People + technology = better control

controls, BMS, BEMS, t-mac technologies
People and technology in harmony — Lisa Gingell.

Good people management and the right technology to monitor and control energy usage in buildings can enable a company to gain control of their building and see a return on investment within 18 months. Lisa Gingell of t-mac technologies explains how.

There is a lot of pressure on businesses today to keep track of the amount of energy used in their buildings in order to cut down excess use. Necessary legislative requirements such as Display Energy Certificates now shine a light on inefficient operations in under-performing buildings, so businesses today can no longer shy away from wasteful practice

In addition, under the Government’s Carbon Reduction Commitment Energy Efficiency Scheme (CRC), companies which used more than 6000 MWh of electricity in 2008 must now measure and report their carbon emissions annually.

Metering and monitoring technology plays a key role in indicating a business’s performance, but to act upon this information and control the amount of energy being used a more-thought-out strategy is needed.

So how can businesses utilise data from this technology and achieve better control of excess energy use and money at the same time? The simple answer is to obtain a centralised control platform to manage all systems and seamlessly integrate energy used within the building.

Intelligent systems like t-mac’s building energy management system (BEMS) gather data from areas such as mains electricity, HVAC and other energy-intensive equipment in a building and enable managers to access information in real-time on where energy is being used and how. Data is processed via t-mac’s energy management software, which then controls this energy use and can help reduce its impact by up to 40%.

The hardware works by monitoring energy-consumption patterns to highlight inefficiencies in use. It can verify cost savings from real-time sub-metering data, which subsequently pin-points key activities within the building that are causing unnecessary energy costs.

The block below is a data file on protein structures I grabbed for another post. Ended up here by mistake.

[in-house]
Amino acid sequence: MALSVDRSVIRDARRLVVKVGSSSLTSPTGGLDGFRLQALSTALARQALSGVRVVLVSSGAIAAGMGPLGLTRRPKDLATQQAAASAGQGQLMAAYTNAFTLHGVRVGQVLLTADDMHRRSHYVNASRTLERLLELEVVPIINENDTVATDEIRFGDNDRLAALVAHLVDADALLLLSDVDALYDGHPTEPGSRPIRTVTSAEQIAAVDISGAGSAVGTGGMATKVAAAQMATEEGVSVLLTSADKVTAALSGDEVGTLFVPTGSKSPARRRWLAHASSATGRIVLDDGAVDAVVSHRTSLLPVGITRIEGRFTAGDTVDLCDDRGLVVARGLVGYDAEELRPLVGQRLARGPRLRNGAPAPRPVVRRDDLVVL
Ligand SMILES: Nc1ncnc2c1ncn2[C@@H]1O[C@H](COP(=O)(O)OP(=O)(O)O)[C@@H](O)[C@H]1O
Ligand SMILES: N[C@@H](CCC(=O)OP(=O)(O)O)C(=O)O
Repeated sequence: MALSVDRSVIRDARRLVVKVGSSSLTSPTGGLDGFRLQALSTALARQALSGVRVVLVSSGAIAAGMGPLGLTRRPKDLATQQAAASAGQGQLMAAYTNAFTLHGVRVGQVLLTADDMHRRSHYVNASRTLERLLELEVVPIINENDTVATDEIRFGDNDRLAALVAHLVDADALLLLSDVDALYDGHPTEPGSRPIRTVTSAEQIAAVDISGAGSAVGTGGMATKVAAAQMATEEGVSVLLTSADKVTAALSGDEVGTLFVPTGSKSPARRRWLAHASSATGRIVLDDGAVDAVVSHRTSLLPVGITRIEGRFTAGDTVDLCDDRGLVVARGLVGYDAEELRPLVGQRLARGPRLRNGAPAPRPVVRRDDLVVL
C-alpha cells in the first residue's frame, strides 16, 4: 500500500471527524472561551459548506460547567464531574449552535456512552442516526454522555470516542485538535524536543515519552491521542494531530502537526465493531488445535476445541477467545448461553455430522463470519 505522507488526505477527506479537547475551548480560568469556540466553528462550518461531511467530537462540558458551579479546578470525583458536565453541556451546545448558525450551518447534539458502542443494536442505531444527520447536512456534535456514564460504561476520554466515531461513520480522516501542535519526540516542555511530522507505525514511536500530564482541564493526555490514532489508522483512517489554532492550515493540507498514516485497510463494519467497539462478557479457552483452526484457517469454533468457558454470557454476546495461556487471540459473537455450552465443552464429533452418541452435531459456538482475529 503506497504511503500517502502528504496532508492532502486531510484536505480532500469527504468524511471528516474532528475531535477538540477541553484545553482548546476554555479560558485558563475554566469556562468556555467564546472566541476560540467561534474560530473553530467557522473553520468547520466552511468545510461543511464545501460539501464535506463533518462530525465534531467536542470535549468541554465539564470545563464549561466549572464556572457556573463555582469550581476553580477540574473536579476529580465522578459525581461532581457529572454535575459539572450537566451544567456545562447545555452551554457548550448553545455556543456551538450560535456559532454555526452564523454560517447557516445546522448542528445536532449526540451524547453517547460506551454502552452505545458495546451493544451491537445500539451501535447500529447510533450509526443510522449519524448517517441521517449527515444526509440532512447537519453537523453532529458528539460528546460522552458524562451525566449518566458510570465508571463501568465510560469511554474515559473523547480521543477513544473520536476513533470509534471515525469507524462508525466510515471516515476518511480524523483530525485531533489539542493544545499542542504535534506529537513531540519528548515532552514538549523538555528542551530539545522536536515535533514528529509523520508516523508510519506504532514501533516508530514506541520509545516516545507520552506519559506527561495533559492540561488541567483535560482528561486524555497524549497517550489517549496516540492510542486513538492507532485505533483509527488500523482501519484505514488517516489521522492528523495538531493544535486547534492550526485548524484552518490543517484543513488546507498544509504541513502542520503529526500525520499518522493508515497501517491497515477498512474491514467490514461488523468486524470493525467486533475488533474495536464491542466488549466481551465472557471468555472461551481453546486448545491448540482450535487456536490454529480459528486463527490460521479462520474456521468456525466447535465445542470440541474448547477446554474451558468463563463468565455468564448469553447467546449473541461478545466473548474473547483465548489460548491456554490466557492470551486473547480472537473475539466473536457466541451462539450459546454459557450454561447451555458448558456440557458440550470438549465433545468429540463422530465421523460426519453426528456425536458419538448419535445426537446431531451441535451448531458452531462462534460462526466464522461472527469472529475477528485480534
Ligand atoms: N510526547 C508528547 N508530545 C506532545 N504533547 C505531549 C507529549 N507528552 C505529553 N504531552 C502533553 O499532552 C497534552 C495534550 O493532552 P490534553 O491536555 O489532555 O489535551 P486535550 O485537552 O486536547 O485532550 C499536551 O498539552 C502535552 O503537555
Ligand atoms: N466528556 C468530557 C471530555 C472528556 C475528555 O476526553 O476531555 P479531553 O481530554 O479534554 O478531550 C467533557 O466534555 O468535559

T-mac’s online software suite maps and logs this data and converts it into readable information. E-mail and SMS alerts can then be set up against pre-defined limits and desired settings for dedicated users — ensuring the right people are informed if these limits are exceeded.

The BEMS software also uses this process to help facilities managers adhere to legislation such as Energy Performance Certificates (EPC), DECs and the CRC.

Continuous monitoring ensures that any irregularities are spotted early — meaning maintenance issues can be dealt with before they escalate in time and cost. Such predictive maintenance not only makes it easier to pre-empt problems but also saves resources, minimises equipment down-time, reduces staff time pressures and reduces the need for expensive engineer call-outs.

controls, BMS, BEMS, t-mac technologies
Monitoring energy-consumption patterns highlights inefficiencies in energy use.

While BEMS technology can make control of energy much more simple, the ‘E’ in BEMS demands a more creative control strategy — one that focuses on equipment performance and operation as well as the people that occupy the building.

The education of building occupiers is an equally important factor in any company’s energy-management strategy, as often it is the staff who forget to turn off a light or will change HVAC settings based on desire rather than need. Local HVAC controls, such as wall controls and thermostats, give power to building occupiers who may not think twice about adjusting cooling and heating for better comfort.

In winter months for example, employees that step into the office after experiencing cooler temperatures from outside are inclined to increase heating in the building in order to quickly achieve a more comfortable temperature. It is estimated that energy wastage is around 50% higher during December and January due to the inefficient control of internal climates.

Therefore, to get people to work with the control system instead of against it, building occupiers need to be informed about the underlying reasoning behind the building’s control strategy and the effect their changes will have on it in order for them to take action.

Technology can be a key driver to changing employee attitudes towards building conditions. By showcasing energy-consumption data via easy-to-read dashboard software, staff can be highlighted to the cost of inefficient use and be educated on how best to use the systems within the building.

Building energy management systems can help companies seriously slash the amount of wastage and ultimately take control of their energy consumption. But with good people management as well as the right technology, it is easy to gain control of your building and see a return on investment within 18 months.

Lisa Gingell is a director with t-mac Technologies.

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